Although a coalition of stakeholders created and supported the water rights agreements, obstacles to the removal of the dams remain. PacifiCorp would pay for part of the dam removal, but California and the federal government would need to provide additional funding. In addition, the Department of the Interior would need to approve the removal of the dams after conducting environmental impact and other studies. A congressional bill to fund the project stalled in Congress, with two congressmen from the area opposed to the dam removal primarily because of the loss of electricity. Although the 2010 water rights agreements had wide support from a variety of interests, opposition still remains among local stakeholders as well.
PacifiCorp: PacifiCorp owns and operates the four hydroelectric dams that would be removed. The federal license for the dams has expired, and PacifiCorp would be required to install fish ladders, along with other improvements, before the dams could be relicensed. PacifiCorp has estimated that the required modifications would cost more than their part of the dam removal costs. PacifiCorp signed on to Klamath Basin Hydroelectric Agreement and has already begun to raise their portion of the money for dam removal through surcharges to their customers.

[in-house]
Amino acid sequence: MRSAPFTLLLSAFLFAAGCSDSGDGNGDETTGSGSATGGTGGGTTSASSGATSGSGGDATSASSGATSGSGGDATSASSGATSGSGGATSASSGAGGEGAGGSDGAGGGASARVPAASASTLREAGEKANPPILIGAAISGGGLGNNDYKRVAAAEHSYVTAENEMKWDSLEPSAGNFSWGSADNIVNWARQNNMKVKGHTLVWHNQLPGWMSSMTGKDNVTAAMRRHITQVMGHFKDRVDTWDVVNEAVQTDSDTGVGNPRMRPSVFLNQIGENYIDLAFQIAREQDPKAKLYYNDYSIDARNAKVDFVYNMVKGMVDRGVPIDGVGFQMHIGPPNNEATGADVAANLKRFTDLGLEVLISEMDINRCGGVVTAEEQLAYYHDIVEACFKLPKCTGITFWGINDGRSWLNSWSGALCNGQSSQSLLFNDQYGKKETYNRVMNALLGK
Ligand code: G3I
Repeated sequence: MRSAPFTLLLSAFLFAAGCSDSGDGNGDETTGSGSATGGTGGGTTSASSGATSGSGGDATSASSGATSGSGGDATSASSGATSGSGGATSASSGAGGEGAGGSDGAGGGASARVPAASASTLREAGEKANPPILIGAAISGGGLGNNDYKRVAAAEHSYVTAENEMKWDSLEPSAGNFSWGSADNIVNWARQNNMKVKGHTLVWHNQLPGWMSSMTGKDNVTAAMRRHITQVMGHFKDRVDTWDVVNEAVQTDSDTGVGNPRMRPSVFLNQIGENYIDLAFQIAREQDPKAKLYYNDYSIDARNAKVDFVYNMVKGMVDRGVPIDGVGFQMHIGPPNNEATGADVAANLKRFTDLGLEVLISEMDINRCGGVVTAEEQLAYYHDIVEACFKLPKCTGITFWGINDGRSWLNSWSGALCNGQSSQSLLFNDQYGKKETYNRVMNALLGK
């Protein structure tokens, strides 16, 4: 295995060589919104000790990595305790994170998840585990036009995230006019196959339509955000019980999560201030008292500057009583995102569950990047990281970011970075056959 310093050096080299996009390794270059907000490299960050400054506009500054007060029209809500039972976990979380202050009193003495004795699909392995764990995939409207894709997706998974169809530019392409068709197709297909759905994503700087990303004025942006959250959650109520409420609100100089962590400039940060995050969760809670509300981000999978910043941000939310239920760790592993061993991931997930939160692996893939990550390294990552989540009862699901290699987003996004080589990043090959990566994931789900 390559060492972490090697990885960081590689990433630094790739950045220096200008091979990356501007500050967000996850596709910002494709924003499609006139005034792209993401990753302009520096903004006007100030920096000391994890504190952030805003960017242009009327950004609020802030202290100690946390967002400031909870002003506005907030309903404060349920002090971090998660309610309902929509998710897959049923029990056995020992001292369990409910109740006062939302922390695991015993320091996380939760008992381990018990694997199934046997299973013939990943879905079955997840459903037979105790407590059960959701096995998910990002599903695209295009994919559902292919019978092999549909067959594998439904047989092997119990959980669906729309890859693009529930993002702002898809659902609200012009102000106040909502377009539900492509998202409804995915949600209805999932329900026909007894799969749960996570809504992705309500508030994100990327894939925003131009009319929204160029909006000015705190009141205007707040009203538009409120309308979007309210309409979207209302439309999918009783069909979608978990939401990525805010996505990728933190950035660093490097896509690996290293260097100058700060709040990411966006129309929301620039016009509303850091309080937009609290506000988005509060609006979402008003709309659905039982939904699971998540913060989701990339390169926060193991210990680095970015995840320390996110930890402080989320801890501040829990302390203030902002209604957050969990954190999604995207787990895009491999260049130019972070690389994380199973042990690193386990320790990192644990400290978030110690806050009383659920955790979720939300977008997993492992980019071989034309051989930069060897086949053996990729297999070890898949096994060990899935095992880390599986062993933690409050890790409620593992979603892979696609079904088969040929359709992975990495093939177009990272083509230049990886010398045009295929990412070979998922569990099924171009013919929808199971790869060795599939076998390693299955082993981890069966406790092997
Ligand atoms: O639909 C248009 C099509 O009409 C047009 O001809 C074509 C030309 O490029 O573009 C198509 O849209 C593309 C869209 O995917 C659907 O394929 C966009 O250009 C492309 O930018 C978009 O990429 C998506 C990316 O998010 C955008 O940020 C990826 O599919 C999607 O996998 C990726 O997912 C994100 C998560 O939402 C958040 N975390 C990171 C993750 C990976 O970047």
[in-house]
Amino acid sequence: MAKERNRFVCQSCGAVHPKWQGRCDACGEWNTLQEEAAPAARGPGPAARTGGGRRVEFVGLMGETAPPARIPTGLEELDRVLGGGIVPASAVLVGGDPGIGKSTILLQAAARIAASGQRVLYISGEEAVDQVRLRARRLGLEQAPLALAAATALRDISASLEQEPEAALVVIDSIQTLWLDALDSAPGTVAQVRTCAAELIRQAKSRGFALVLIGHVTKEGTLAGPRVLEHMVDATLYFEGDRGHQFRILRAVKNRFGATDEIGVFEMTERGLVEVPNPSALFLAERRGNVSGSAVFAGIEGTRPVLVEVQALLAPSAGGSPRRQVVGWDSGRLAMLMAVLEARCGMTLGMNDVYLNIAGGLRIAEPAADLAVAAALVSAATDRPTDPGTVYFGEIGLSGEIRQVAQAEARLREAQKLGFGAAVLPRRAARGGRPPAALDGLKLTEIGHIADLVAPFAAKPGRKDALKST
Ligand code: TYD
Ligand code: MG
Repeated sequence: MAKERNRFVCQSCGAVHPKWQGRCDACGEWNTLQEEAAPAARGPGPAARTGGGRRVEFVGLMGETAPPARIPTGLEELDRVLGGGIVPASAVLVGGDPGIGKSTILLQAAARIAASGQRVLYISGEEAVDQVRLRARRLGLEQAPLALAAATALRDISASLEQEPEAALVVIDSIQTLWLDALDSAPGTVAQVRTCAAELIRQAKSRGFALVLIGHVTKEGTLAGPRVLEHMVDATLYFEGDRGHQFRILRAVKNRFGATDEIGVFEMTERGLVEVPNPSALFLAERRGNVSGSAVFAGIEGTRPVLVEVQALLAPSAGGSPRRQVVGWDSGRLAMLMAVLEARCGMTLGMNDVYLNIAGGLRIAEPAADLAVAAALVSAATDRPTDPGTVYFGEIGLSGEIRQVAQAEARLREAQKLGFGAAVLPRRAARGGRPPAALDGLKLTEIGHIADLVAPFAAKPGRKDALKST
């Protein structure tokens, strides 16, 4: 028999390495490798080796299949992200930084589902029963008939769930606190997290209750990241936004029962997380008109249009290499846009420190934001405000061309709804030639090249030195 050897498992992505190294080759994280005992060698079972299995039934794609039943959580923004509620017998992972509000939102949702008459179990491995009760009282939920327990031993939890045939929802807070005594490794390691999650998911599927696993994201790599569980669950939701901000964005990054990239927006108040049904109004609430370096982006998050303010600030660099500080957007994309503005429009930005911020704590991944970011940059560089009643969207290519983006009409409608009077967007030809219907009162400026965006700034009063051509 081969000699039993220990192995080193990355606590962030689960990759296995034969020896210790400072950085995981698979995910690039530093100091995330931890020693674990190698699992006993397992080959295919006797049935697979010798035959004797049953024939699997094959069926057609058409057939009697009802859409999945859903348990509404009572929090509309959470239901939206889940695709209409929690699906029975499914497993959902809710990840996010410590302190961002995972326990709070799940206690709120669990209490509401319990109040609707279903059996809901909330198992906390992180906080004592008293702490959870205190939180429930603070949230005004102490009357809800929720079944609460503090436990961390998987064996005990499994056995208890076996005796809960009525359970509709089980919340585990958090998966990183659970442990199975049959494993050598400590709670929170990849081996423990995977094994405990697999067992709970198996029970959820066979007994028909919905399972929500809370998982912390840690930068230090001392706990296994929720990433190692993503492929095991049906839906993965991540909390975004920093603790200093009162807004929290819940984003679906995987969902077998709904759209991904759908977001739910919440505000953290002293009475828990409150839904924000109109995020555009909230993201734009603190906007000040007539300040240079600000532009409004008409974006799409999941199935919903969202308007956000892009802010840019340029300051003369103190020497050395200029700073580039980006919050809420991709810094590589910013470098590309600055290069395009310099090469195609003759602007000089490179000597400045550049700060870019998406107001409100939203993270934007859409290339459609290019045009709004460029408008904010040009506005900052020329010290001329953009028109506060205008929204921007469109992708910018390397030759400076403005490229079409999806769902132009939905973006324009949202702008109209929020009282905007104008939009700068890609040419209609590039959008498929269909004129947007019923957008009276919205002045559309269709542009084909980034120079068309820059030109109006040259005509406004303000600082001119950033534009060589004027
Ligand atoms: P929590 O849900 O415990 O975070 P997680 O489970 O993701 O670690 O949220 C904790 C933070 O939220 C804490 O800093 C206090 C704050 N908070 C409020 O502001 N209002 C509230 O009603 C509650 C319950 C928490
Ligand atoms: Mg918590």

Farmers: Farmers in the basin rely on irrigation to keep their crops healthy. Many farmers complain that the current system of water management in the Klamath Basin doesn’t work for them, because they can’t rely on a predictable supply of water. Twenty-two irrigation, farming, and ranching groups support the 2010 water agreements.